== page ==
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Smooth Sellers

Smooth Seller: Gene Spath



“Talk to customers as if they were close friends” says Bartow, FL “Smooth Seller”.

[h3]Gene Spath[/h3]

[h5]Spath Jewelers; Bartow, FL[/h5]


[dropcap cap=G]ENE SPATH, 53, didn’t start out life in sales or even in jewelry. He was a plumber in the Chicago area. Today Spath and his wife, Tina, own Spath Jewelers in Bartow, FL, a 2,300-square-foot store with 10 employees. “How did I get into the business? My father-in-law came back from Miami with a suitcase full of gold chains and said he was quitting his job and was going to start selling jewelry.  I thought he was crazy. Now 22 years later I am standing in my own store believing I was right.” The family caught the jewelry bug, and almost on a whim, they picked up and moved to Florida 22 years ago. They joked that if it didn’t work out they could work at McDonald’s. But Spath transformed from tradesman to smooth seller, making that career in fast food completely unnecessary. — EILEEN MCCLELLAND [/dropcap]



• I work with my family and we thrive off each other’s success. I have learned so much from my son and daughter it amazes me.

I get to work early because I think it helps to minimize the stress.

[blockquote class=orange]I do a lot with trial closes. If a customer has answered positively to each question I ask, I know the sale is in the bag. [/blockquote]

My favorite annual promotion is our canned food drive to raise food for those in need. It’s great because the whole community really gets involved and contributes. Last year we donated over 5,000 pounds of food to the local service center. It is also a great way to bring new people into the store. They see the signs and want to know what they can do to help.

Teamwork is essential. At the end of each month, we award bonuses according to the overall performance of the store rather than commission to just one individual.


It’s important to keep in mind that any work that you leave undone when you’re not operating at 100 percent is just more work you are going to have to do later. That factor is usually motivation enough to get through the day when you’re sick or you’re tired, or you really don’t feel like being at work one day.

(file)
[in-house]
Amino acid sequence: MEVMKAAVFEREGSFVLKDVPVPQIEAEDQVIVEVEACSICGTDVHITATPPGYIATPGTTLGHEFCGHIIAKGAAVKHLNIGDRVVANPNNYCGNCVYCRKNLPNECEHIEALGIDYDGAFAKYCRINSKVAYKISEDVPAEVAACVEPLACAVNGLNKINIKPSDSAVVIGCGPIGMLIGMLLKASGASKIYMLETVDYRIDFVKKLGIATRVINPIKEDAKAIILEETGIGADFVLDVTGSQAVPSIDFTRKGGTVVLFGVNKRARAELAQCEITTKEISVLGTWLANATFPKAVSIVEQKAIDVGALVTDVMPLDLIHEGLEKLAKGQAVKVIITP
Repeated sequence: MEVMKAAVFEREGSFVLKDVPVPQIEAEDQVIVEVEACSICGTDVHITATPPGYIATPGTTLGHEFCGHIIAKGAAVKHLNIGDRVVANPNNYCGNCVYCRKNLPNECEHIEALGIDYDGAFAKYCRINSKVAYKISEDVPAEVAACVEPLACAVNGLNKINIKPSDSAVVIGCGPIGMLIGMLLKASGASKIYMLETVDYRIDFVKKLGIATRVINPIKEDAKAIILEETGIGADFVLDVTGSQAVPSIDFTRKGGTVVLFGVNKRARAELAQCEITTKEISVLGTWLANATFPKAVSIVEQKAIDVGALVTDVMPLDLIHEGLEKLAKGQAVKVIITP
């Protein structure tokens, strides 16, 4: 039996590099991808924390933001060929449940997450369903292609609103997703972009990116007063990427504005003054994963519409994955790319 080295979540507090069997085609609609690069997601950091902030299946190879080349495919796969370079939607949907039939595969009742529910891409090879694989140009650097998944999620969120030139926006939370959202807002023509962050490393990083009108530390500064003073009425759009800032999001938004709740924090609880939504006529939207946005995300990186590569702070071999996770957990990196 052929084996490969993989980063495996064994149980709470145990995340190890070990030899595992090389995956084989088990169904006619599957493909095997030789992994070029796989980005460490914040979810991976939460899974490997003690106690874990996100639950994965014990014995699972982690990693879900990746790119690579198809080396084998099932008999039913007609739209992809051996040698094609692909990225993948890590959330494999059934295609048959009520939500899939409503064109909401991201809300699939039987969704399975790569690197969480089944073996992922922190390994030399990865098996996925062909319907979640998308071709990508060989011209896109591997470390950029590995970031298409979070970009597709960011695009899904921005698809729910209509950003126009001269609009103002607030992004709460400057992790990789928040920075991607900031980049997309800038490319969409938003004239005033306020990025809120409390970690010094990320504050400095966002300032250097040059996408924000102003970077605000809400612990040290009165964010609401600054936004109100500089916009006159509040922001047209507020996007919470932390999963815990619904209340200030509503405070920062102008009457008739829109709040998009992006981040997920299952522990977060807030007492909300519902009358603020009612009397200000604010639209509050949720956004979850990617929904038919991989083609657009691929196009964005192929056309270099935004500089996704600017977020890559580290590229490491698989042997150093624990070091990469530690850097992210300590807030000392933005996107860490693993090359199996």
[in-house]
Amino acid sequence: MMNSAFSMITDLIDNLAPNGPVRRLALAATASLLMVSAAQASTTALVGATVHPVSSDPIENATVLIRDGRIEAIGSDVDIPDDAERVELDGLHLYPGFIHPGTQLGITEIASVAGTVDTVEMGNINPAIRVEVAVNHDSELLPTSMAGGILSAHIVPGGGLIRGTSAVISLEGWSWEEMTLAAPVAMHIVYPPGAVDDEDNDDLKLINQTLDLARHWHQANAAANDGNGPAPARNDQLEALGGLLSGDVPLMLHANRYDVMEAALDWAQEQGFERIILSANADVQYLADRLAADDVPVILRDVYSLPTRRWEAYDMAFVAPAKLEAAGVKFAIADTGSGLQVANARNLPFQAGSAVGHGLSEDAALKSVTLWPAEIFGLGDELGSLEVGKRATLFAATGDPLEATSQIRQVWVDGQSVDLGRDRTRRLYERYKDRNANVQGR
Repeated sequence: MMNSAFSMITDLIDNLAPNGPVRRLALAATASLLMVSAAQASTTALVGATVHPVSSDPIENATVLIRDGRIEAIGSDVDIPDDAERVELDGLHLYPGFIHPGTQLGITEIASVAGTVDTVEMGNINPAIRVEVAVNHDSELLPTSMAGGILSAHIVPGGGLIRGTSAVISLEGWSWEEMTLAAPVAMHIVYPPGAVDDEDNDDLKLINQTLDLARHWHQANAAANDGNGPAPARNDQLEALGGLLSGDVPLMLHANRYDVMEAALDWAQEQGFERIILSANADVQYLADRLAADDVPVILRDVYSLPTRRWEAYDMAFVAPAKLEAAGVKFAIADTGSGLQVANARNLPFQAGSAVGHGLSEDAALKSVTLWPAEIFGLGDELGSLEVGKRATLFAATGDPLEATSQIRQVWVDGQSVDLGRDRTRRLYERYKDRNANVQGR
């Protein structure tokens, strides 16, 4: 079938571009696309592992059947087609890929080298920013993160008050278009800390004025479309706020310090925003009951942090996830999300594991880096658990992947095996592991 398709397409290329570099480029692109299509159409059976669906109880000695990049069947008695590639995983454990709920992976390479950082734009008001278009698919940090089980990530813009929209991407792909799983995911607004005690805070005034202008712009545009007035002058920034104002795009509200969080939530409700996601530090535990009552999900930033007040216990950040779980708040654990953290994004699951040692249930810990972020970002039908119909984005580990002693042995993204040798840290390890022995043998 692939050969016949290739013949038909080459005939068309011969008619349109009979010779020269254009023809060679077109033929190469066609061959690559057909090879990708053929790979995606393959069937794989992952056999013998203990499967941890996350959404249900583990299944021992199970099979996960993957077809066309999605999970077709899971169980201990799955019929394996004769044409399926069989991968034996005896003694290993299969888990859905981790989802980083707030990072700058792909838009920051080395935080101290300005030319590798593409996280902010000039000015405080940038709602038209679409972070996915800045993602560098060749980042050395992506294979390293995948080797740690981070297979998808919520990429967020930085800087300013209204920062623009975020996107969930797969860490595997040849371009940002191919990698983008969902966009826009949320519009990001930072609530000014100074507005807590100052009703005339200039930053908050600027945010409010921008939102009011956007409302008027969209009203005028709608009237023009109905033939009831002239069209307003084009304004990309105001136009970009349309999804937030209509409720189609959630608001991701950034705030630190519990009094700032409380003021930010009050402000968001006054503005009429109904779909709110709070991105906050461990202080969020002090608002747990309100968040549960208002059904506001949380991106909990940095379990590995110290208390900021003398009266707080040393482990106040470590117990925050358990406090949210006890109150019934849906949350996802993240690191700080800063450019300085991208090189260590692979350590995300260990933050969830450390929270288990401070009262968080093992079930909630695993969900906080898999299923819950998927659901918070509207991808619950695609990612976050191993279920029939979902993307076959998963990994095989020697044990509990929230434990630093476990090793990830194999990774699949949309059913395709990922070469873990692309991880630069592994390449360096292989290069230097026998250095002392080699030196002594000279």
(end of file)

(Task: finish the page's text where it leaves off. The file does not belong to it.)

[blockquote class=orange]Talk to customers as if they were close friends. That puts them at ease and makes the selling process smoother. [/blockquote]

When the store is packed with customers you have to keep focused. This is the time when you’re more prone to make mistakes. The best advice I can give is to follow through on your actions. Don’t move on to the next task if you haven’t thoroughly completed the one before it.

[blockquote class=orange]The mistake I catch myself making most frequently is not selling an add-on. [/blockquote]

My favorite type of customer is one who is appreciative of my hard work. It seems this is a fading trait in our industry. Many people almost expect us to perform miracles when it comes to jewelry repairs or custom jobs.

I really enjoyed the book Good to Great by Jim Collins. You have to be above the standard if you want your customers to notice you. I always remind myself that the killer of doing things great is just doing them good.


I think everybody at some point or another goes through sales slumps, and if you haven’t yet, don’t worry, they are coming. However, I always try to stay positive. I don’t expect every day that the store is open to be the best day ever. If I can look at myself and say I did my best, then I am truly satisfied, regardless of what the numbers say.

[blockquote class=orange]I am a big advocate for people continuing their education. If you do not learn new things, how do you expect to grow? The moment you allow yourself to become stagnant, is the moment you set yourself up for failure. [/blockquote]

Favorite opening line? I always use the customer’s first name when they come into the store and proceed to ask them how they are doing. When they ask me the same, I answer, “Can’t complain. Nobody will listen.”

My favorite piece of jewelry is a necklace with the Chicago Water Tower on it. It reminds me of where I come from and to always stand tall. Keep moving forward even when the flames of disaster are all around you.

I always thank my customers for their business, which I think is a dwindling practice. I always try to remind myself that the people who come into the store can spend their money anywhere, but I am truly gracious when they choose to spend it with me and my company. 

[span class=note]This story is from the July 2008 edition of INSTORE[/span]



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